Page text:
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The Miami story, which has yet to be challenged in any meaningful way by anyone save the "You're being mean to my school" crowd, is a different stroke. While the NCAA's overall greed convinced the big schools that it didn't need middlemen to leaven their own greed, Miami is more about leaving children in the hands of predators. College sports is also very good about that.

It takes a lot to monitor athletes, especially once in a strange environment with no money or means to defend themselves. Even the hardiest and most cynical of 18-year-old has no idea what awaits them in a world where they are being pimped every day, and in many cases were pimped through their high school careers. That isn't a school function, but it is a function of what college sports has become -- talent evaluation, purchase and exploitation.

And the debate is about the crassest element of all that. Paying the players only assuages some guilt. Leaving them alone to strike their own deals with the free-range unscrupulous, robbing them of the right to move to a new school when the old one goes on probation or fires the father-figure who sold himself to them in the first place, discouraging them from going to class instead of the weight room, and even taking their scholarships away on a whim if they don't play well enough -- all these are far more criminal.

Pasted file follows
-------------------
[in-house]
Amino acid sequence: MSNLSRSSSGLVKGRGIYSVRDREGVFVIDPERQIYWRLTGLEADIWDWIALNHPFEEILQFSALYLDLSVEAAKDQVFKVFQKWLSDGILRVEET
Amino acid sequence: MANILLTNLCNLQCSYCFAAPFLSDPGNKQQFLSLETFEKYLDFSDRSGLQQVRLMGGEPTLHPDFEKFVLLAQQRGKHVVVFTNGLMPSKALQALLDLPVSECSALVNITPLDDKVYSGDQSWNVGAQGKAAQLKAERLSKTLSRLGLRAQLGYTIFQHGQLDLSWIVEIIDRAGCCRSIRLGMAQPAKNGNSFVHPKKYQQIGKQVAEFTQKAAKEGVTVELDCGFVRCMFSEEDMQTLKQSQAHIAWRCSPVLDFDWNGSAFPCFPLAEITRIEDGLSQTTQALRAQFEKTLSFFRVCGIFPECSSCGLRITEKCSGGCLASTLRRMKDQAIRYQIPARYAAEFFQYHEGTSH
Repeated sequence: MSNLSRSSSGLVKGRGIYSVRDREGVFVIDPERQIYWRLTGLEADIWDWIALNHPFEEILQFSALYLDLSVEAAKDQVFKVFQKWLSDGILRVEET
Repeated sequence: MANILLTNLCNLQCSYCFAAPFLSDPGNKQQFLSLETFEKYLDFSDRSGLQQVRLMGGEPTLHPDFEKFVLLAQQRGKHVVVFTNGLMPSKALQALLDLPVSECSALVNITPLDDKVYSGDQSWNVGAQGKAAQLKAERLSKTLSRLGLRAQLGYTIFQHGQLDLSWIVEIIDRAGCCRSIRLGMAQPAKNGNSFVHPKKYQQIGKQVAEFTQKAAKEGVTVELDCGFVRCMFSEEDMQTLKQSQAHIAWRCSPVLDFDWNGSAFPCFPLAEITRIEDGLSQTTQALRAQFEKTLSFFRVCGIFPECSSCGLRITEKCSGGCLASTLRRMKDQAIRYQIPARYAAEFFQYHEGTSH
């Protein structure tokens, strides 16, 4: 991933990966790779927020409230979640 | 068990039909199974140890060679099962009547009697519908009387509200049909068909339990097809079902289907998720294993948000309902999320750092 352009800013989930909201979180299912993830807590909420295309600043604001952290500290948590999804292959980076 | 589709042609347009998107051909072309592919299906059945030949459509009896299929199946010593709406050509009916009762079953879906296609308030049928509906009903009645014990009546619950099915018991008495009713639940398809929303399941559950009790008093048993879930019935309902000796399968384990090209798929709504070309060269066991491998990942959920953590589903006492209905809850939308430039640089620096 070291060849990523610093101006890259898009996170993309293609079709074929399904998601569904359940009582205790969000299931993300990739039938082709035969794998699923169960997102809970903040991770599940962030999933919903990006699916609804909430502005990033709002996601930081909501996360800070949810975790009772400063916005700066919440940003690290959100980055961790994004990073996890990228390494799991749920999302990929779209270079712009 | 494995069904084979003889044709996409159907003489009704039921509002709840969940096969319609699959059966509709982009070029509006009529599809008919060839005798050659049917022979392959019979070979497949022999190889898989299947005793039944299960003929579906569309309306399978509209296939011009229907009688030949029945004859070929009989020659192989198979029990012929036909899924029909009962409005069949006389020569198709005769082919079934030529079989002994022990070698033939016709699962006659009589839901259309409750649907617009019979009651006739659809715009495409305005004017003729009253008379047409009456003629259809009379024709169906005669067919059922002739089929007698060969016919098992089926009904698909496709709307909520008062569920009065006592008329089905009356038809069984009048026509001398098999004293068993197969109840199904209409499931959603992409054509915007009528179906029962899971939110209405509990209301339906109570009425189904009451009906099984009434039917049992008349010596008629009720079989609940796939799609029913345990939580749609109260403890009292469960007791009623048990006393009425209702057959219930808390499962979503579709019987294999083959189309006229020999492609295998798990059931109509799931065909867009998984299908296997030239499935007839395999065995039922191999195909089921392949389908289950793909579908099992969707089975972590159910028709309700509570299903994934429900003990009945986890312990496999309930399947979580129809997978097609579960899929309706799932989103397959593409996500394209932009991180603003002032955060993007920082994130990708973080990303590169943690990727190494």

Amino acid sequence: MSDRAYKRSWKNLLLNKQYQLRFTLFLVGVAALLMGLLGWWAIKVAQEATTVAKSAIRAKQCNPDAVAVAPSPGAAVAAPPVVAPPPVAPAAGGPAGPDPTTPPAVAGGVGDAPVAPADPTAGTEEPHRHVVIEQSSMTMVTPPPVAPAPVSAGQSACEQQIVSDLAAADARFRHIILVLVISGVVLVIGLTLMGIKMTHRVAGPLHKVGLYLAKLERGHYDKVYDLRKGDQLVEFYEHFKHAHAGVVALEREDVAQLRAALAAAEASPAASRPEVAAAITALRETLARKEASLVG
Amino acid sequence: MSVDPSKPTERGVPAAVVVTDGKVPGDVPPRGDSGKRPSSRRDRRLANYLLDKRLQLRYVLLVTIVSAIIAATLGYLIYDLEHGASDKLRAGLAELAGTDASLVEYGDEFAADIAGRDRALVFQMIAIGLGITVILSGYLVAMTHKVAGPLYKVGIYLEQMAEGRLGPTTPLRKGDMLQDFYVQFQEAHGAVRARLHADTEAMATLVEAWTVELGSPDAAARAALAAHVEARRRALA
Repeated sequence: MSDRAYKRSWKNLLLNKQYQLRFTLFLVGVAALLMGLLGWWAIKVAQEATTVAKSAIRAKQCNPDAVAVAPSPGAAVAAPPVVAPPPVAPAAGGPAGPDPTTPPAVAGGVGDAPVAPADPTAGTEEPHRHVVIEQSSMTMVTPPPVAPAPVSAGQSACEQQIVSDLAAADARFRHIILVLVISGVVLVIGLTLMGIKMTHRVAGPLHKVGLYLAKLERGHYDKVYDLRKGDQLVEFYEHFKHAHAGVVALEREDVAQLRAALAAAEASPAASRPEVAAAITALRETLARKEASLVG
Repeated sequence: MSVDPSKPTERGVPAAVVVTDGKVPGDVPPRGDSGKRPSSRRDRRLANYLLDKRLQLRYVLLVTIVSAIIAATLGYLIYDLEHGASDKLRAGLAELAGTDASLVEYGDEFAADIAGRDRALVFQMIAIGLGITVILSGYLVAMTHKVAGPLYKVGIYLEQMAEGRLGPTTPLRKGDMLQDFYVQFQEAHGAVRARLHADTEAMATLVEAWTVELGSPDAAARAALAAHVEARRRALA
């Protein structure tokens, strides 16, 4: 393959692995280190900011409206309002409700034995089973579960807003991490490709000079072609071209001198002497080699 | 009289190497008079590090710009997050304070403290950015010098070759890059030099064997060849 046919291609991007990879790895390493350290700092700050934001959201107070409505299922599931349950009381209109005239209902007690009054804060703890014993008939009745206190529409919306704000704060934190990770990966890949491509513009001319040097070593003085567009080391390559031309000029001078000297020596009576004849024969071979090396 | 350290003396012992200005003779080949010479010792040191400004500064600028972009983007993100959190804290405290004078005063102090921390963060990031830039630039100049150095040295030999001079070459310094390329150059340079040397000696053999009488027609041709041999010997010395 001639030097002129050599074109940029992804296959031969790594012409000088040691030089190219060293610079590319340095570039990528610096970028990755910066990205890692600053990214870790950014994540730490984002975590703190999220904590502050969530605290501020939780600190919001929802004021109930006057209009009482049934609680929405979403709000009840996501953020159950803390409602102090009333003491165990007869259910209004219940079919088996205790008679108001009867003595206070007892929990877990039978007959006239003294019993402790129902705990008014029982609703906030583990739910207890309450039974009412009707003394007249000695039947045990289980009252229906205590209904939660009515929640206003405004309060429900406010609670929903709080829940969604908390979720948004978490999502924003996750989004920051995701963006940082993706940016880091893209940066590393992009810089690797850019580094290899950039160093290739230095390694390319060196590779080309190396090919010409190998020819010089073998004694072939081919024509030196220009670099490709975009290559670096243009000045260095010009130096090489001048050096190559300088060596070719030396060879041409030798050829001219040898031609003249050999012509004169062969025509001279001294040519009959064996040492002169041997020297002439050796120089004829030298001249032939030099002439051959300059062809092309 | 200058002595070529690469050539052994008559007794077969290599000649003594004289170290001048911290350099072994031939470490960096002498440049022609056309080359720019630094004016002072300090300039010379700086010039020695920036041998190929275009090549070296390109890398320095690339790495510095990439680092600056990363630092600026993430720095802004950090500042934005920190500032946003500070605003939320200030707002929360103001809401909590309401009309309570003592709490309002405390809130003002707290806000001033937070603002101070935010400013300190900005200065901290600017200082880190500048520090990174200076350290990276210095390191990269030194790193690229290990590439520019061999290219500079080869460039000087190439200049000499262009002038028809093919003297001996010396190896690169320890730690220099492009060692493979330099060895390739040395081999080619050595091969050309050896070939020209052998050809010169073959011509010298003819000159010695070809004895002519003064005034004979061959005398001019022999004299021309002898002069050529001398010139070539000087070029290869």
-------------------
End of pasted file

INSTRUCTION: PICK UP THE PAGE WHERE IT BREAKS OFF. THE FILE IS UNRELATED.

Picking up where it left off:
And the NCAA can't monetize that, so it doesn't bother. Ever. In fact, the NCAA's business model stands on the players having no rights whatsoever, and even if they got paid, those other conditions would still prevail. That nobody seems to raise their voices against that when they are championing the rights of players to be paid is backward in every way.

But it explains why the NCAA is doomed. It was powerful when it controlled the money, and the votes of a large membership. It doesn't now because conferences did they own deals, and are cutting out most of the rank and file. The 120 Division 1 football schools will be reduced by about half when all this shakes out, and the 350 Division I basketball schools by about 75 percent, because the big'uns eat first, and have stopped wanting to raise the little'uns.